UPDATE: Due a barrage of incoming “trackback” spam I have enabled moderation for comments from first time authors. This allows me to mark them as spam before they get added to my ‘recent comments’ list. If the number of them decreases (now a few a day are coming in for moderation, which I instantly mark as spam) I’ll go back to completely unmoderated.
I welcome all comments, and generally allow unmoderated commentary. Mean spirited comments with no value may be deleted. Trolls — mean spirited commentary from people who do not give their proper e-mail address and name — will be deleted immediately. Anonymous comments that are meant to contribute to the discussion are allowed.
I’ve also run into a problem with long, repetitive comments that stifle real discussion. Repetitive or overly long diatribes will be deleted, and the author put into a moderation list. Please try to keep comments relatively brief and to the point. Ideological rants that add nothing new may also be deleted.
I do have a good spam filter (thanks, WordPress!), but will also delete comments that seem focused solely on solicitation.
#1 by Ron C. de Weijze on May 29, 2008 - 10:49
You have an unusually high output for a blogger, indicating you are at the top of your game. I hope you will not identify too much with your targets, such as recently spiritual dehydration or material saturation, which would undoubtedly slow you down one way or get you in reverse. More liberal and democratic than I am now, but less than I was 20 years ago or so when I was a student, your views are most interesting and crave for comments, double checks or further research.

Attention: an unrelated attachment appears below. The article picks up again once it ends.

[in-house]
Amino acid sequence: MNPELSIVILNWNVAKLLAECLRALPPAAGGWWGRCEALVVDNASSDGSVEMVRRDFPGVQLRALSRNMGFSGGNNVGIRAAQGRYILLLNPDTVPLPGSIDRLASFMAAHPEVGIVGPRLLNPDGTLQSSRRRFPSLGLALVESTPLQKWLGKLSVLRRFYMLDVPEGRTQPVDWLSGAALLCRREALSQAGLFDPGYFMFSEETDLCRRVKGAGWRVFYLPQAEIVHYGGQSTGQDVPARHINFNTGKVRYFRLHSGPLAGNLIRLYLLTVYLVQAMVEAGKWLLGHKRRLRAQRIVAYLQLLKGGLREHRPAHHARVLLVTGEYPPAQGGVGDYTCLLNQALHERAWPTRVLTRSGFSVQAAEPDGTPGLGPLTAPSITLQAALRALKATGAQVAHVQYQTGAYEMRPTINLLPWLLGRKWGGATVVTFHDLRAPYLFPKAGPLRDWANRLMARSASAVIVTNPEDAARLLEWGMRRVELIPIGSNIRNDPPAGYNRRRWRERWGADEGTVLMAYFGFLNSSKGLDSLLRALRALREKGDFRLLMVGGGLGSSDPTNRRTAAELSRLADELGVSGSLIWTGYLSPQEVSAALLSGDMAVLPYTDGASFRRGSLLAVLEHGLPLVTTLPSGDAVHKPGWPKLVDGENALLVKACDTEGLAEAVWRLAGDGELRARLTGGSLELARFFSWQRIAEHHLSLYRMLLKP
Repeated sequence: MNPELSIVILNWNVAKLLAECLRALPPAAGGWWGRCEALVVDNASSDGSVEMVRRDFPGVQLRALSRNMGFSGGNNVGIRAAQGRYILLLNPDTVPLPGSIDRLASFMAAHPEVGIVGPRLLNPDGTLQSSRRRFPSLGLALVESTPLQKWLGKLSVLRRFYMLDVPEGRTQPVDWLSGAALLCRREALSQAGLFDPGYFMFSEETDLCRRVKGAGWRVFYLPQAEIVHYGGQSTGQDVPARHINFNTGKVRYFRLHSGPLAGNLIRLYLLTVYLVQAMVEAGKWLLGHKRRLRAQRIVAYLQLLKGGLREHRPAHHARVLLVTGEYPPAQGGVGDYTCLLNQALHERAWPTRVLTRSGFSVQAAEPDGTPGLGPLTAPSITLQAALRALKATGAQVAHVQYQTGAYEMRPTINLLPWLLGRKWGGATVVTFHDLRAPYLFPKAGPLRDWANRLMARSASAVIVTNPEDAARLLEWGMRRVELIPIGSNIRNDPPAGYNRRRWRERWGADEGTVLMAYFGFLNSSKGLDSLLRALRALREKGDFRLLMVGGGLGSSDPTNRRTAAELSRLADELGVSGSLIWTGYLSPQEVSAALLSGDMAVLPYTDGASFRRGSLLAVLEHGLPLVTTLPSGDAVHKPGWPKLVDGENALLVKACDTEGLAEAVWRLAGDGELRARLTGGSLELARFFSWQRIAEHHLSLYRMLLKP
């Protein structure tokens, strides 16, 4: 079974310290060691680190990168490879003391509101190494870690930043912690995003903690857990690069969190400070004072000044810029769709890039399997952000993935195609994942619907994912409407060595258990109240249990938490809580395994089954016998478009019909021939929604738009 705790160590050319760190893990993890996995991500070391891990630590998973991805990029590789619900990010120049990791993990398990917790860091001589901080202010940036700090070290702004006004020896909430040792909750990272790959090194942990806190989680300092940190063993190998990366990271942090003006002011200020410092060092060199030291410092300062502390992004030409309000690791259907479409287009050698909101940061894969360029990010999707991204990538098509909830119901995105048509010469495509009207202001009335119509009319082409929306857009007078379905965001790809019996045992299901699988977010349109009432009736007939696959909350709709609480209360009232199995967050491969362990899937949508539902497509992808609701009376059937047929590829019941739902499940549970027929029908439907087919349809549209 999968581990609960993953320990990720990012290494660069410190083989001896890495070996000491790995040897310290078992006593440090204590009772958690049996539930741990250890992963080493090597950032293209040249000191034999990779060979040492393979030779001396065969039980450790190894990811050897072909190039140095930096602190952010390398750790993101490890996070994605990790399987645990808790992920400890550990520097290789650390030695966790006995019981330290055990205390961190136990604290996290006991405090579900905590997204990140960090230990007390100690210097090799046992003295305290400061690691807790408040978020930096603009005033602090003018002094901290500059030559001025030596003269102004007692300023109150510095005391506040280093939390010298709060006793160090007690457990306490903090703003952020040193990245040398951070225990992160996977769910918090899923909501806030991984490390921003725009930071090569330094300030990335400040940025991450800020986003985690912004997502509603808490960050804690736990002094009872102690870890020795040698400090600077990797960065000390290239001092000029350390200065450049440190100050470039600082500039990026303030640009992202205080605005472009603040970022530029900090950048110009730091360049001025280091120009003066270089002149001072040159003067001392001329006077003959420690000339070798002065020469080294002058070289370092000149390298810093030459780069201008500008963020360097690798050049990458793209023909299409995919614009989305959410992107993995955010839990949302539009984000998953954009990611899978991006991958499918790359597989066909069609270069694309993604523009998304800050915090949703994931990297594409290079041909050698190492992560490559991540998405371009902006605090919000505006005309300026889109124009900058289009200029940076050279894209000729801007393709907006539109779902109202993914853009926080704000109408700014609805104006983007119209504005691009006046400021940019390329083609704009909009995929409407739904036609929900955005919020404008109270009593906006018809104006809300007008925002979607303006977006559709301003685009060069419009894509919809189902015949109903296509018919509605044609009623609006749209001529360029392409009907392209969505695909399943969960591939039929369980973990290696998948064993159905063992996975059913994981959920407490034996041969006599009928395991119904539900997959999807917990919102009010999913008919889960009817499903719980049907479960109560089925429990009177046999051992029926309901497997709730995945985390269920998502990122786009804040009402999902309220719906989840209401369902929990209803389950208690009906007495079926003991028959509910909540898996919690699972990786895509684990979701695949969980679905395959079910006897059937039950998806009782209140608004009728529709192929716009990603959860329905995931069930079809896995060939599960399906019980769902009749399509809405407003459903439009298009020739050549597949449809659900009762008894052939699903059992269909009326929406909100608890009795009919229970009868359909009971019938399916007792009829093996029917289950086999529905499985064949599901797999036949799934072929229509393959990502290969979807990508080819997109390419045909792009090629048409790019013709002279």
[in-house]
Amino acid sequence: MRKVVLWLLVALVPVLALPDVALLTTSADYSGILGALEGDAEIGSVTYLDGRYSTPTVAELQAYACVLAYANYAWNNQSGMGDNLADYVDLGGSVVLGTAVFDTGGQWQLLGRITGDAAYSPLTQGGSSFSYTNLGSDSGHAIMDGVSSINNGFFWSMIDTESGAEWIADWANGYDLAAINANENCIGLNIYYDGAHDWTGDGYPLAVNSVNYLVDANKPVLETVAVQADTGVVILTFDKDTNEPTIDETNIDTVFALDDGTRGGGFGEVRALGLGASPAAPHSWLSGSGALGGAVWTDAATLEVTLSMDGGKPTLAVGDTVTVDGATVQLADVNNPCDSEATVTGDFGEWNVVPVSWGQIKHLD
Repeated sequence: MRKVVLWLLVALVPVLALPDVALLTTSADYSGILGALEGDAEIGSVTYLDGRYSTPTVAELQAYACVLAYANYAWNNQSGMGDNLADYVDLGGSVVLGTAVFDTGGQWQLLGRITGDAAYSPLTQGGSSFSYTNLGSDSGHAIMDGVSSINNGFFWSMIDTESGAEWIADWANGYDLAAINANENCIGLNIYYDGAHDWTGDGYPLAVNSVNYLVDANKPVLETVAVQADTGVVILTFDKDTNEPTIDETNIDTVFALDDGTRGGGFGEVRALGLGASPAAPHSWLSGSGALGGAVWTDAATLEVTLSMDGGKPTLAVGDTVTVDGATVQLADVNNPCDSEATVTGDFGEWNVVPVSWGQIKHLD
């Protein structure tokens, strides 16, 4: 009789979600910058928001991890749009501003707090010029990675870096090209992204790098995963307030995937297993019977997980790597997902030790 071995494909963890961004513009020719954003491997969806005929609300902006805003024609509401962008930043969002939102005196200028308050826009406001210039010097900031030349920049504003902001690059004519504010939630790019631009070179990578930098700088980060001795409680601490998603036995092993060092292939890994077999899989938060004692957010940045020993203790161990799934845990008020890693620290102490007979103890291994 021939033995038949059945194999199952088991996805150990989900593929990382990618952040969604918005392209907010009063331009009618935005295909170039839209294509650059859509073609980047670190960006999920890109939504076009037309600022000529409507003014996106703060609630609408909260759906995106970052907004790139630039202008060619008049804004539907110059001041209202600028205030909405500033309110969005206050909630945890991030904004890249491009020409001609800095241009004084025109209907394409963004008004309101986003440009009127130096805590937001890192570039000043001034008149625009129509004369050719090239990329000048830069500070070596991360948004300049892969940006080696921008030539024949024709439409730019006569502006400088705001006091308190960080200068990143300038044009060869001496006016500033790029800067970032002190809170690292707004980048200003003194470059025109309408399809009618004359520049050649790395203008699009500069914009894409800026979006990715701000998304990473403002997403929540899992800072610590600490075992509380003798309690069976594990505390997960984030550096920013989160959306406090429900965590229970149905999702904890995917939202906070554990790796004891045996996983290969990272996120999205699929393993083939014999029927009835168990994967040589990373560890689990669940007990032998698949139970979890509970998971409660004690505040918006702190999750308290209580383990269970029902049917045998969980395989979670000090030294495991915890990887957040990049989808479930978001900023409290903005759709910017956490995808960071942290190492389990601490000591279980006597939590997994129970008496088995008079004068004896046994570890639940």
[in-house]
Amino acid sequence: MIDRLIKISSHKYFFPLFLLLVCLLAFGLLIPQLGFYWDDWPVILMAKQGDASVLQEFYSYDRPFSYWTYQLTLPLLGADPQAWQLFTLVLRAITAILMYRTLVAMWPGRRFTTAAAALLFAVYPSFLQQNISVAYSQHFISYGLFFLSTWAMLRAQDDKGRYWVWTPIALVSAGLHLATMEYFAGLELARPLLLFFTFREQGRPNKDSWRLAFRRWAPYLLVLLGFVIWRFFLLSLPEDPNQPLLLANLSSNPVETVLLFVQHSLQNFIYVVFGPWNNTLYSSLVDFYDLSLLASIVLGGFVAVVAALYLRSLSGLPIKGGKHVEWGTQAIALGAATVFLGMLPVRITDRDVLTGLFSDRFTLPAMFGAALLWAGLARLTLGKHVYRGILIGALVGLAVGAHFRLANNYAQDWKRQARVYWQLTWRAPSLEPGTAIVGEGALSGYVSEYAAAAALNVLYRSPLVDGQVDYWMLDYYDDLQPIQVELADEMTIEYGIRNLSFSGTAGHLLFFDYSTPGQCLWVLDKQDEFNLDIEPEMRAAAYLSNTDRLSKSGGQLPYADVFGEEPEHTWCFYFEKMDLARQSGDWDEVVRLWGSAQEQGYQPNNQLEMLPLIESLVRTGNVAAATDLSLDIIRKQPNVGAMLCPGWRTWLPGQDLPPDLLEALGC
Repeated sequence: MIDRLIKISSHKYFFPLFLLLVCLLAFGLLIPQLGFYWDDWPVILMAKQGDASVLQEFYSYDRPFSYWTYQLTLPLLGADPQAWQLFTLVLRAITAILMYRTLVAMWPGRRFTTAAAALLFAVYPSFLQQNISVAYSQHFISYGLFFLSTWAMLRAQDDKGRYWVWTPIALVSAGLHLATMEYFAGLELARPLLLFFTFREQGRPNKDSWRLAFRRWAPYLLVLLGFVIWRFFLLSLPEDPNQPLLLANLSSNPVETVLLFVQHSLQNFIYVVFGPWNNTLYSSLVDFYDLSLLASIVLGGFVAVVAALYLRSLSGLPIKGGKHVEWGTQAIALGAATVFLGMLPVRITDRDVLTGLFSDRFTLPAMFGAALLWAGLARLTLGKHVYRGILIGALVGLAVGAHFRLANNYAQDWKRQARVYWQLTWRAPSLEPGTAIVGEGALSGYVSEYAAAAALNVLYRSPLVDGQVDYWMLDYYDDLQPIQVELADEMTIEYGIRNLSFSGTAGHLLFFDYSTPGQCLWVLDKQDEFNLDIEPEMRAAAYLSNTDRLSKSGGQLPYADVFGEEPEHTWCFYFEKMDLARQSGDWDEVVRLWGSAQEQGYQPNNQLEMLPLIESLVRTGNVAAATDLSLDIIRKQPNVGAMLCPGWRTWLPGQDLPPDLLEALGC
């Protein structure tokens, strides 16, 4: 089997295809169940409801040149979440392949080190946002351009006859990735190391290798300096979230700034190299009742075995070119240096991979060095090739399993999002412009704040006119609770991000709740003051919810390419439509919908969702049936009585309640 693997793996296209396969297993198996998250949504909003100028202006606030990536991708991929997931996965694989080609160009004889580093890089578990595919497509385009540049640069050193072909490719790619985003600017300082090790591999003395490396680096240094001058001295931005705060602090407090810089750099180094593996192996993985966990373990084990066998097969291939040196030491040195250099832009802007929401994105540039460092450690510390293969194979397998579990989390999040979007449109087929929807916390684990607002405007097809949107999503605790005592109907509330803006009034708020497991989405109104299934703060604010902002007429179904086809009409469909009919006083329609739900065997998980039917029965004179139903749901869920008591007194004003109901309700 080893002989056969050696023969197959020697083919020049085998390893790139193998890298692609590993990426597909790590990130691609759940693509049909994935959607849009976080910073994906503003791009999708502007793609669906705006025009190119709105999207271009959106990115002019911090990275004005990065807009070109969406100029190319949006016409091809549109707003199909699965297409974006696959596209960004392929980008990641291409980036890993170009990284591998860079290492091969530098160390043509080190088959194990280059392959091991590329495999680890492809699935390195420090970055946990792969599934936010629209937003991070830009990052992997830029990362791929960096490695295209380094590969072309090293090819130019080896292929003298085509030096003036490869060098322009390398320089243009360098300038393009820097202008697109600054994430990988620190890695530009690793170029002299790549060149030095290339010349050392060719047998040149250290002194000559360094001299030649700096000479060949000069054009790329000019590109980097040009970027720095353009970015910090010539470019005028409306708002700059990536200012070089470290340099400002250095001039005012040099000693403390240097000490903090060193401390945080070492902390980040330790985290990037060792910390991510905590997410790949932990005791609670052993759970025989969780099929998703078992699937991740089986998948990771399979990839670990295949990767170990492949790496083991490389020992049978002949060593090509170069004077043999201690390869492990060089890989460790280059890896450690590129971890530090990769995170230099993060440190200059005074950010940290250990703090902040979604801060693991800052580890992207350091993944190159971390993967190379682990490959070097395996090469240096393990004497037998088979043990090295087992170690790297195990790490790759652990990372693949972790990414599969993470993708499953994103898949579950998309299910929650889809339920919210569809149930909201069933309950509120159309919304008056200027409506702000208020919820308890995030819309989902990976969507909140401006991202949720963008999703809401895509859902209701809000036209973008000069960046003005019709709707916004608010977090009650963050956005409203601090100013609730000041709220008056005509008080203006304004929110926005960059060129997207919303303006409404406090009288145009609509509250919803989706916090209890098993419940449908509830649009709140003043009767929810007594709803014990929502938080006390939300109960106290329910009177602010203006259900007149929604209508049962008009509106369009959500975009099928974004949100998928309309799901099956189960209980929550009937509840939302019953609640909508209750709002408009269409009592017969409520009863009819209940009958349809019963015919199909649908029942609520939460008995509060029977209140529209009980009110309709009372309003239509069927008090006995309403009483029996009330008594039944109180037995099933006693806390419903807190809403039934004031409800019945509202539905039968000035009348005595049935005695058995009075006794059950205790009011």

#2 by Mike Lovell on September 11, 2009 - 18:59
“I do have a good spam filter (thanks, WordPress!), but will also delete comments that seem focused solely on solicitation.”
But if you order now, you’ll not only get all these amazing products, but we’ll double your order!!!
#3 by Pat on October 9, 2012 - 07:03
Many of these articles and polls need to be analyzed in the form of the insider vs outsider mentality which forms the basis of their outcome, or in other words, benefits vs burdens mentality which drives the debate over who pays and who is being paid – and why.
Americans never really graduated from high school politics in that sort of black and white world where value added is viewed in a manner inside of those parameters. More inclusive tend to be popular unless less inclusive providers greater security for those isolated with the groups.
Social networking, in that case, provides less global benefit than no social networking since it is done for insider advantage. Beauty and benefit are always in the eye of the beholder.